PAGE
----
Arabs Organizing for the Liberation of All
On Saturday, January 28, one week after the historic women’s marches all over the country, we all woke up to the news that immigrants, students, refugees and tourists, were already being detained and deported under the “Muslim Ban” issued the day before. Using emergency response and activist networks, thousands poured into airports all over the country to say #NoBan #NoWall. In San Francisco, women leaders of the Arab Resource and Organizing Center (AROC) stepped up to give the swelling crowds unity and focus. They skillfully led the crowd to spread out so that by early evening, it filled the international terminal with chants calling for global liberation, such as “From Palestine to Mexico, All the Walls Have Got to Go.”
When the demand for release of all the travelers was not met, AROC called for a shutdown of the airport on Sunday, and people responded. Again, women were at the front, working with lawyers to communicate with the people detained, talking to the media to spread clear messages, and galvanizing the crowd through supporting speakers from the banned countries to tell their stories, impromptu teach-ins, music, and direct action.
“It’s a time for a culture of resistance,” AROC’s Lara Kiswani told reporters. “The work now is to get the community to step up and be prepared… and really build across movements while Trump is in office.”
By Monday morning, with International Terminal gates shut down by the protests, federal judges had put the ban on hold, and all the known detainees were released.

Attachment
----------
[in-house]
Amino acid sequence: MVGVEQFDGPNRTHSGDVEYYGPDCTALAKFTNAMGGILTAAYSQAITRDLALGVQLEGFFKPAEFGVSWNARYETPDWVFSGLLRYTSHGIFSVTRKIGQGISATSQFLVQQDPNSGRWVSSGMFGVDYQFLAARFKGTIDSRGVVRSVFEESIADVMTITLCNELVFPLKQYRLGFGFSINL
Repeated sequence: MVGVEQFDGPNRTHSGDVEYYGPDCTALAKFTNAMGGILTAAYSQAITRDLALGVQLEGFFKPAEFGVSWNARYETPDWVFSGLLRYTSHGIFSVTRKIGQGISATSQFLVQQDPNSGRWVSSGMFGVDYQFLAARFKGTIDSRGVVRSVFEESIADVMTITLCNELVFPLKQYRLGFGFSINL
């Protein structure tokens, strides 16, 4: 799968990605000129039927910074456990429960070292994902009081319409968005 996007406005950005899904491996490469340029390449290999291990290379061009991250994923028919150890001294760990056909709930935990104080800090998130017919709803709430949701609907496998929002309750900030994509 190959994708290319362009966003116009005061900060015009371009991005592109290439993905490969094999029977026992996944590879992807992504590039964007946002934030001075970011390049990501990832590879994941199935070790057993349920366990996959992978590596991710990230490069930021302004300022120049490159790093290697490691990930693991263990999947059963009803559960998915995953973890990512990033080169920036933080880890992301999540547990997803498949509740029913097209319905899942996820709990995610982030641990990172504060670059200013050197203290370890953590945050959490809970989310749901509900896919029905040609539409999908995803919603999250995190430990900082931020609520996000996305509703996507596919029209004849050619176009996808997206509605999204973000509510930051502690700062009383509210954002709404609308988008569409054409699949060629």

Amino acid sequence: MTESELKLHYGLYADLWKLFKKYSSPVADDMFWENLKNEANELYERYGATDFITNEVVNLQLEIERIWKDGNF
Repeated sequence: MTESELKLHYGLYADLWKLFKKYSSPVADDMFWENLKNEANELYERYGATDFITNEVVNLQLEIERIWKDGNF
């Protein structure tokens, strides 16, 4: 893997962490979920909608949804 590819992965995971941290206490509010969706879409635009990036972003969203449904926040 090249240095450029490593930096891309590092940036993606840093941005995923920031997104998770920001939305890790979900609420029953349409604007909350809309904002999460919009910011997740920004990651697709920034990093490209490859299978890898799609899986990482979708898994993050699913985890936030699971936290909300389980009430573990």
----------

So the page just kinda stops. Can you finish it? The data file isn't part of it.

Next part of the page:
When the most affected communities lead broad-based movements for liberation, the people win.
The idea for the January 21 Women’s March on Washington began with Facebook posts from Teresa Shook, a 60-year-old white woman in Hawaii, and Bob Bland, a white fashion designer in Brooklyn. Women started to sign up, but Shook and Bland were not equipped to convene a successful, broad-based coalition. The organizing for the march became contested, and could have been derailed. Fortunately, three veteran activists stepped in to provide multi-issue, community based leadership: Linda Sarsour, Tamika Mallory and Carmen Perez. The result was the largest day of protests in U.S. history.
Linda Sarsour, the 36-year-old former director of the Arab American Association of New York, spoke at the march in Washington, saying: “If you have come here today as your first time at a march, I welcome you. I ask you to stand and continue to keep your voices loud for black women, for Native women, for undocumented women, for LGBTQIA communities, for people with disabilities. If you want to know if you are going the right way, follow women of color, sisters and brothers. We know where we need to go, and we know where justice is.”
After the march, Sarsour was the target of a vicious campaign of anti-Muslim and anti-Palestinian hate speech and threats. “The opposition cannot fathom to see a Palestinian Muslim American woman that resonates with the masses,” she wrote on Facebook.
People around the country responded with an outpouring of support for Sarsour, who also works with the police reform group the Justice League. #IMarchWithLinda went viral.
Solidarity Is Powerful. #MarchWithLinda #Resist
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